How JustAnswer Works:
  • Ask an Expert
    Experts are full of valuable knowledge and are ready to help with any question. Credentials confirmed by a Fortune 500 verification firm.
  • Get a Professional Answer
    Via email, text message, or notification as you wait on our site. Ask follow up questions if you need to.
  • 100% Satisfaction Guarantee
    Rate the answer you receive.
Ask Ash Your Own Question
Ash, Solicitor
Category: Law
Satisfied Customers: 10916
Experience:  Solicitor with 5+ years experience
Type Your Law Question Here...
Ash is online now

My daughter has just moved in to a privately rented property

This answer was rated:

My daughter has just moved in to a privately rented property ready to start her 2nd year at university in Sept 15, along with eight (8) other students. A letter has today arrived from the local authority addressed to the landlord, which he gave his consent to the students to open. In the letter it states that the property owner / landlord will be in breach of planning consent if he permits any more than six (6) people to reside as tenants in his property. The landlord entered in to a contract for a one year's lease and tenancy agreement with my daughter and her eight fellow students, making nine (9) people in total. I've advised my daughter to take a copy of the letter and return it to the landlord, advising him that they shall await his further comment. What are the rights in this case of my daughter and her friends? I have not had sight of the tenancy agreement or if there is a notice period clause. I look forward to receiving your advice. Regards, ***** *****
Hello my name is ***** ***** I will help you.
What is it you would like to achieve or know please?
Customer: replied 2 years ago.

What rights of occupancy does my daughter (and fellow students) have, bearing in mind the recently received letter they have had sight of from the local authority and that the landlord has agreed a 1 year tenancy agreement for the nine students to occupy his property. Can the landlord simply advise all (or 3 of the 9) to vacate? In all likelihood, what could happen if the landlord simply ignored the letter?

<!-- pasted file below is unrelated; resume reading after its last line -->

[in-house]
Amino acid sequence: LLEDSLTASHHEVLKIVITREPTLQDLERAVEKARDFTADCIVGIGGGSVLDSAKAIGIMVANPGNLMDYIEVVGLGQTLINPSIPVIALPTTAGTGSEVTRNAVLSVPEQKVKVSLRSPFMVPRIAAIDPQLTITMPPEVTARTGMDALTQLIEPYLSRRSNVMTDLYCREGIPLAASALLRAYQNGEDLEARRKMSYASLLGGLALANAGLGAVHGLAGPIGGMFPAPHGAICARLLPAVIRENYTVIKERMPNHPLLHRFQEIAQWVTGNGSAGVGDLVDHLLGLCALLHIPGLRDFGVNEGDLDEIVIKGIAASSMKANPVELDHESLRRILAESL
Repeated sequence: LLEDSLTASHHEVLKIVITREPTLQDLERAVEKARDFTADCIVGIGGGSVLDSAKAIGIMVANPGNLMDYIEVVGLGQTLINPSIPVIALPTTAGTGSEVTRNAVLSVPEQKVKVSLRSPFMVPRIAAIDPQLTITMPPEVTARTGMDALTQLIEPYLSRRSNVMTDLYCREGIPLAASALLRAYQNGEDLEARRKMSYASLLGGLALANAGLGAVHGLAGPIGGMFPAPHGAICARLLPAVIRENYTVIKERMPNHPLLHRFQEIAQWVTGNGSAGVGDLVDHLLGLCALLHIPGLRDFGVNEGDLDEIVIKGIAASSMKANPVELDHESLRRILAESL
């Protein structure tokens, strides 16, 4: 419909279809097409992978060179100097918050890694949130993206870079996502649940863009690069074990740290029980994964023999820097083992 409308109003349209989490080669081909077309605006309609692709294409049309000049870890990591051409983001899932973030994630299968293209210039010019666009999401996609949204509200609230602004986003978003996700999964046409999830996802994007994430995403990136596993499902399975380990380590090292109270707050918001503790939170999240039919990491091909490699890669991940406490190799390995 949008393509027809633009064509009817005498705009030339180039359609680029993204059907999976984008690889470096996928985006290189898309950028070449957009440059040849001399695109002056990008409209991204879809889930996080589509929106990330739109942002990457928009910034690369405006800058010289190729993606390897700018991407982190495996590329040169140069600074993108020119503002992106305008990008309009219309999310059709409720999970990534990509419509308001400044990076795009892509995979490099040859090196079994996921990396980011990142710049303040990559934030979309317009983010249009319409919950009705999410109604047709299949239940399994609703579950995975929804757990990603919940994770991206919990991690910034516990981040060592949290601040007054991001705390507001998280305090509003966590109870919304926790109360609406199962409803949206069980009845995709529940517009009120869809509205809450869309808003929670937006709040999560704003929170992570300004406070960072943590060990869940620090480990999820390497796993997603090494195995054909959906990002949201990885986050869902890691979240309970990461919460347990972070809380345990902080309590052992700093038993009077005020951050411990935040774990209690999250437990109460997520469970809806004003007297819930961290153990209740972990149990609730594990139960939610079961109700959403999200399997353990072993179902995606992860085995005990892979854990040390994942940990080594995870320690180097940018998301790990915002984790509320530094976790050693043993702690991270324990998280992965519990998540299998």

Have they signed anything?
Customer: replied 2 years ago.

They have a signed tenancy agreement for 1 year on the basis that 9 students will occupy the landlords 9 bedroom house.

OK. Has the Landlord signed it? Does she want to back out?
Customer: replied 2 years ago.

Hi Alex, the landlord has signed the agreement. Neither my daughter or any of her 8 fellow students want to back out of the tenancy agreement. They are concerned that as the landlord has been advised by the local authority that as he is apparently in breach of planning consent by renting out his property to more than 6 people that 3 of the students (or all?) will be forced to leave or the landlord may invoke a notice to quit clause. The landlord rented his 9 bedroom house to 9 students and this was clearly known to him from the outset.

Customer: replied 2 years ago.
Relist: Other.
Answer still not received
When you relisted it, the question goes to the back of my list.
If he is in breach of planning, are they content with that? What does the agreement say about cancellation?
Customer: replied 2 years ago.

The property in question has been rented out for at least three years previously, as far as I'm aware, and also to 9 students. I'm not sure what you mean by (my daughter and fellow students) being `content` with the landlords breach of planning as their main concern is staying in the house, particularly as they had considerable difficulty in locating a 9 bedroom property. None of the students wants to vacate. As I haven't had sight of the agreement I cannot comment re cancellation, but would presume, similarly to other AST's that there is a cancellation / notice period type clause. The issue, surely, would be the landlord knowingly renting out his property to 9 people that he would have / may have known is in breach of planning?

Indeed. Well if they are asked to leave by the Council then they can sue the Landlord for breach of contract. So if they have to find somewhere else to live the Landlord would be responsible for any increase in rent they have to pay.
The Landlord has a contract with the Tenants and it is the landlords job to make sure that everything is in order. If not then the Landlord is in breach of contract. The Landlord cant end the agreement early unless the contract allows for it. So you need to check.
But if they do have to leave then they can sue for breach of contract and claim any losses as a result.
Can I clarify anything for you about this today please?
Ash and other Law Specialists are ready to help you